2017 New England Collegiate League Top Prospects

NEBCL Top Prospects
Kameron Misner, of, Newport (So., Missouri)
Charles King, rhp, Newport (So., Texas Christian)
Blake Whitney, rhp, North Adams (Sr., South Carolina Upstate)
Dazon Cole, rhp, Valley (Jr., Central Michigan)
Tommy Jew, of, Mystic (So., UC Santa Barbara)
Niko Hulszier, of, Valley (Jr., Morehead State)
Hernen Sardinas, 1b/of, Plymouth (So., Maine)
Jimmy Titus, ss, Ocean State (So., Bryant)
Cam Alldred, lhp, Upper Valley (Jr., Cincinnati)
Giovanni Dingcong, of, Danbury (Sr., St. Thomas Aquinas)


Postseason recap: The Valley Blue Sox finished second in the Northern Division, and went 5-0 in the playoffs—including a 2-0 sweep of the Ocean State Waves in the finals—to claim a NECBL championship. The Blue Sox exploded for nine runs in the first game against the Waves, led by a 3-for-5 night by Braxton Morris (Morehead State). David Marriggi (Towson) allowed three runs in five innings pitched for the win. Niko Hulszier (Morehead State) and Michael Wroth (American International) each recorded a pair of hits in the decisive second game of the championship series, as Tanner Thomas (Utah) tossed five innings of one-run ball to keep Ocean State’s bats silent.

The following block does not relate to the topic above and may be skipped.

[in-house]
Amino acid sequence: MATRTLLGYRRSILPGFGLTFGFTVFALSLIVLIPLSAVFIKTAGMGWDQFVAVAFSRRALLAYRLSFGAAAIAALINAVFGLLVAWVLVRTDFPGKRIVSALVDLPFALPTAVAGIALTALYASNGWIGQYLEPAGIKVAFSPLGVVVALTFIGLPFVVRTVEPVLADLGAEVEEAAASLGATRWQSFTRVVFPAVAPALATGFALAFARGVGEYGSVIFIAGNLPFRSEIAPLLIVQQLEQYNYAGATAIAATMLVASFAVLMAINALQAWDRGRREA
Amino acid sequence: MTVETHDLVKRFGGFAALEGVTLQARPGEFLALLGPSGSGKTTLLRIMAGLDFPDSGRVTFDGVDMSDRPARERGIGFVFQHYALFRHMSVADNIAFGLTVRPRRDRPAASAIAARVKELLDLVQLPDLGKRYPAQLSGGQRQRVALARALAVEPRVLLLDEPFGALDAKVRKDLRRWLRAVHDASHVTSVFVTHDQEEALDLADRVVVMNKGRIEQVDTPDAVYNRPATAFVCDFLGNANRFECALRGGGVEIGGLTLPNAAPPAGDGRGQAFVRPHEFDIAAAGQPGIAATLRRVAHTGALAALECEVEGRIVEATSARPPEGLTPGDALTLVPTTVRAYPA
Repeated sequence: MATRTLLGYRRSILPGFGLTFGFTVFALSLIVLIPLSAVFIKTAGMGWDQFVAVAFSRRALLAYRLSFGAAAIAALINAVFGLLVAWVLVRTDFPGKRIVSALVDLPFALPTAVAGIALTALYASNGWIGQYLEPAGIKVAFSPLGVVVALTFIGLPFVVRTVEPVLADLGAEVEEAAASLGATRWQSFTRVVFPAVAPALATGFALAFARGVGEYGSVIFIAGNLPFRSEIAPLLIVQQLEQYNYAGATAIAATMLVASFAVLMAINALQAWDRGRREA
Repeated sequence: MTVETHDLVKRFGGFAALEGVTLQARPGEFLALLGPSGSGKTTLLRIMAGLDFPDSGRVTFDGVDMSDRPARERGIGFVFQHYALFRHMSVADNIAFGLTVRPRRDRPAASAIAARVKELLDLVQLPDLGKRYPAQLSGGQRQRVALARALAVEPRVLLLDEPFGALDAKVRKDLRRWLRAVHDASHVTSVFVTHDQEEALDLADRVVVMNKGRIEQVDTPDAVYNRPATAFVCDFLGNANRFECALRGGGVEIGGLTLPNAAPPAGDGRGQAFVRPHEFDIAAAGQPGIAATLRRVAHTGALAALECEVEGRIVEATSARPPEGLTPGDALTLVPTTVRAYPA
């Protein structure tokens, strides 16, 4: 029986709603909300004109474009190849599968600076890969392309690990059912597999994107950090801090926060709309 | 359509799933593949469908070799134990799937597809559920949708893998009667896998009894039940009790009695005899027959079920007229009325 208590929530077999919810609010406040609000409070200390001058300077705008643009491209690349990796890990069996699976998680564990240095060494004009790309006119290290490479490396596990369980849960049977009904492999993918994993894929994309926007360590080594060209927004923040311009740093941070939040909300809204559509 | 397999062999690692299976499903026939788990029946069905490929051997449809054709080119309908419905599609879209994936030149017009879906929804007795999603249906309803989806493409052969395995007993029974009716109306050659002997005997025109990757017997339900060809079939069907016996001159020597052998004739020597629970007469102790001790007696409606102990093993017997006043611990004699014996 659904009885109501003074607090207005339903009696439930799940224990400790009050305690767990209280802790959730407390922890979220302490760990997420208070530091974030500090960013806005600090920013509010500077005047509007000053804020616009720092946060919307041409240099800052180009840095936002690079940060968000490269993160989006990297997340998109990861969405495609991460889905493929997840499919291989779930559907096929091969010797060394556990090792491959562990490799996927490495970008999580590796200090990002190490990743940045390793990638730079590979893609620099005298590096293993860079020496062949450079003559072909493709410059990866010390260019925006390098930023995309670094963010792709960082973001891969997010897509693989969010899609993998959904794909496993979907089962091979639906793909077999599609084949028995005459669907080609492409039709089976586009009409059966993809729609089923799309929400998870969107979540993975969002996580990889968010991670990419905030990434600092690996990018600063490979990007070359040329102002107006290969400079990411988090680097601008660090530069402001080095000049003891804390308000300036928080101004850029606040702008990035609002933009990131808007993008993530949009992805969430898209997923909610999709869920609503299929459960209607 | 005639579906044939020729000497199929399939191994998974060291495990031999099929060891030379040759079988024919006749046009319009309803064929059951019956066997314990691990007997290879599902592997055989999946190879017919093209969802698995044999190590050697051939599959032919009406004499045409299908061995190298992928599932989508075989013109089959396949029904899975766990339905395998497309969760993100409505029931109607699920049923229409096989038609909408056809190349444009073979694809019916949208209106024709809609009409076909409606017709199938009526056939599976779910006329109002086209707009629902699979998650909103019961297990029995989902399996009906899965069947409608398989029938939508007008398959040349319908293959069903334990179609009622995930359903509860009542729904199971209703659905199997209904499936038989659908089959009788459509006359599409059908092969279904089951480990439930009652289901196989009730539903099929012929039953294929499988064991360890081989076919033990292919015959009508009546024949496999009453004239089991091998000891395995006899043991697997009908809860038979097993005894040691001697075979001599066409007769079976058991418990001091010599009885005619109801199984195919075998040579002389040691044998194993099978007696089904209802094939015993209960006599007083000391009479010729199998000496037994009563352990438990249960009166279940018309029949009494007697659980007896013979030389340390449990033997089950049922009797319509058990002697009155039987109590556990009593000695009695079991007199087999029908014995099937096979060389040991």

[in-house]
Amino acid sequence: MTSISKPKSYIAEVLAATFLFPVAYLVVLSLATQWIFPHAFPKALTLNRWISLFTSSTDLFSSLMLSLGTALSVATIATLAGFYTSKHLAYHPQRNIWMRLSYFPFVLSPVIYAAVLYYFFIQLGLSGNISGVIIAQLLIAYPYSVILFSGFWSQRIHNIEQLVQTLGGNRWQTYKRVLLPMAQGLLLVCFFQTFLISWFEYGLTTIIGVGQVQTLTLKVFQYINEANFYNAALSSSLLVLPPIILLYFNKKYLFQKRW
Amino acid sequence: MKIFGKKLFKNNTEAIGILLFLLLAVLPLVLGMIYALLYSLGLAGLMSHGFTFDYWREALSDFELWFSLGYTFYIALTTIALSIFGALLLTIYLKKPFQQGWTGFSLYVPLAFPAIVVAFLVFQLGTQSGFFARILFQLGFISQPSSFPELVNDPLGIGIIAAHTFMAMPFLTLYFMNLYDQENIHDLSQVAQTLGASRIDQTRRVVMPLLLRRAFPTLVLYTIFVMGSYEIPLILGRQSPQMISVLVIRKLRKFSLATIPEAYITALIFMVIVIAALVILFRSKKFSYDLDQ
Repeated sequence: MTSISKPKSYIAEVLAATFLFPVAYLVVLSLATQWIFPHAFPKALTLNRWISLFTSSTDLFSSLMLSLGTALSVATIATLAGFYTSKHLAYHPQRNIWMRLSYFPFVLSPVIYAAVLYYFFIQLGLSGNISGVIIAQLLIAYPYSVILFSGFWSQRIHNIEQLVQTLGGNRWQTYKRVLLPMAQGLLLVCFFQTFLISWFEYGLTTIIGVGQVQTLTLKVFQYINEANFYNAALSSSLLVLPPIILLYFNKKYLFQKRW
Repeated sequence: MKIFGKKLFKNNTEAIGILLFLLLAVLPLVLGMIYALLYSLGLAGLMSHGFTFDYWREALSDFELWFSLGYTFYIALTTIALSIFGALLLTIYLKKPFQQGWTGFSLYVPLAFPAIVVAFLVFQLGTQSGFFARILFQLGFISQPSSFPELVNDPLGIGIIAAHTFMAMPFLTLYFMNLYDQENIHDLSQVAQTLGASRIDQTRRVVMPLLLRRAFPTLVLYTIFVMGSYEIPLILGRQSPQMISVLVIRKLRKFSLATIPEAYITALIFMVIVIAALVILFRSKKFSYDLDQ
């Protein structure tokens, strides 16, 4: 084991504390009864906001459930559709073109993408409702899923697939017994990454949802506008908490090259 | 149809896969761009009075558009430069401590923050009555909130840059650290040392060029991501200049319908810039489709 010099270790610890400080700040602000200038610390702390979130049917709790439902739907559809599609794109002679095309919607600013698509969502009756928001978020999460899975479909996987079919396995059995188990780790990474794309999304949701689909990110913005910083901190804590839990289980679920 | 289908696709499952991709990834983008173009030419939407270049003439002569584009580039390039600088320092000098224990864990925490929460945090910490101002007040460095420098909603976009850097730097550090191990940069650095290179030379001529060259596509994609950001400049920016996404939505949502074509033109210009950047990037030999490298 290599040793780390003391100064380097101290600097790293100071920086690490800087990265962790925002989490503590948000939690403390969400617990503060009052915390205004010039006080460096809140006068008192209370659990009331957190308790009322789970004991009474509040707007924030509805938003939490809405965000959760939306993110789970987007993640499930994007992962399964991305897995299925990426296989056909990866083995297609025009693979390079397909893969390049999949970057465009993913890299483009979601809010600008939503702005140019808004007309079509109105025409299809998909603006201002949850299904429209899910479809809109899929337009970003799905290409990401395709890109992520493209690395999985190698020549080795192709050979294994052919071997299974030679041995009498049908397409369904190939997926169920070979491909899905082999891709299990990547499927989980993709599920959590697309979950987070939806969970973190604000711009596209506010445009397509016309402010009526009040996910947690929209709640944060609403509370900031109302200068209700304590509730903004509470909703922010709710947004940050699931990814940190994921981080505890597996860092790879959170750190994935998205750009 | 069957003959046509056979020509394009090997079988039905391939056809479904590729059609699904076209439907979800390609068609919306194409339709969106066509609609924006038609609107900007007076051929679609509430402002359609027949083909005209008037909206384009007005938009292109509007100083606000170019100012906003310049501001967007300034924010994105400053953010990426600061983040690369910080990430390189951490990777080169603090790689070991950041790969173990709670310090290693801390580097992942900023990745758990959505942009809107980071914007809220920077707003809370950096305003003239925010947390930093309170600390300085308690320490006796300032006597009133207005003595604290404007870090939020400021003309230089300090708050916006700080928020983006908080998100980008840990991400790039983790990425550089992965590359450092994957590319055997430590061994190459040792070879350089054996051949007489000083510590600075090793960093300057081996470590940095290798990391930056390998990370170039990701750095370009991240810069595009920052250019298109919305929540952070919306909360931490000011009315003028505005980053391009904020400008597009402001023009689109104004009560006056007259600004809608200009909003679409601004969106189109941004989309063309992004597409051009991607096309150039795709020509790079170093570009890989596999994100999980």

1. Kameron Misner, of, Newport (So., Missouri)

Misner followed up his impressive freshman campaign at Missouri (.287 with seven home runs and 12 doubles) with an all-star summer with Newport in which he hit .387/.479/.652, with eight home runs and 13 doubles. His bat is easily his best tool—he has an easy, across-the-middle stroke and is willing to hit to both sides of the field despite impressive pull power. But his speed and strong arm have helped him find defensive success in the outfield. Listed at 6-foot-4, 219 pounds, he already passes the eye test but still has room to fill out and potentially add even more power.